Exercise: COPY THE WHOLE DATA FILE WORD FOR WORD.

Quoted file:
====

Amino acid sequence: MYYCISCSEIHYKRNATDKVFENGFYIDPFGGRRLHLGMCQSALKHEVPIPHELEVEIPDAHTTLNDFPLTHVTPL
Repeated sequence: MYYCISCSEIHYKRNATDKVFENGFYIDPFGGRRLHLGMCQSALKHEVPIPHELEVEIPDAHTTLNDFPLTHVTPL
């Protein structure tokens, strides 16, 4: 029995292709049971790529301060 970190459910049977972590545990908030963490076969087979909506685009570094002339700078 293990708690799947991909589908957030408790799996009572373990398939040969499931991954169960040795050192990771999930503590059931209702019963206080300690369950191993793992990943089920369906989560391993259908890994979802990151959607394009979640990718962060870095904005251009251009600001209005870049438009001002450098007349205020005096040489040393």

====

Amino acid sequence: MYYCISCSEIHYKRNATDKVFENGFYIDPFGGRRLHLGMCQSALKHEVPIPHELEVEIPDAHTTLNDFPLTHVTPL
Repeated sequence: MYYCISCSEIHYKRNATDKVFENGFYIDPFGGRRLHLGMCQSALKHEVPIPHELEVEIPDAHTTLNDFPLTHVTPL
């Protein structure tokens, strides 16, 4: 029995292709049971790529301060 970190459910049977972590545990908030963490076969087979909506685009570094002339700078 293990708690799947991909589908957030408790799996009572373990398939040969499931991954169960040795050192990771999930503590059931209702019963206080300690369950191993793992990943089920369906989560391993259908890994979802990151959607394009979640990718962060870095904005251009251009600001209005870049438009001002450098007349205020005096040489040393």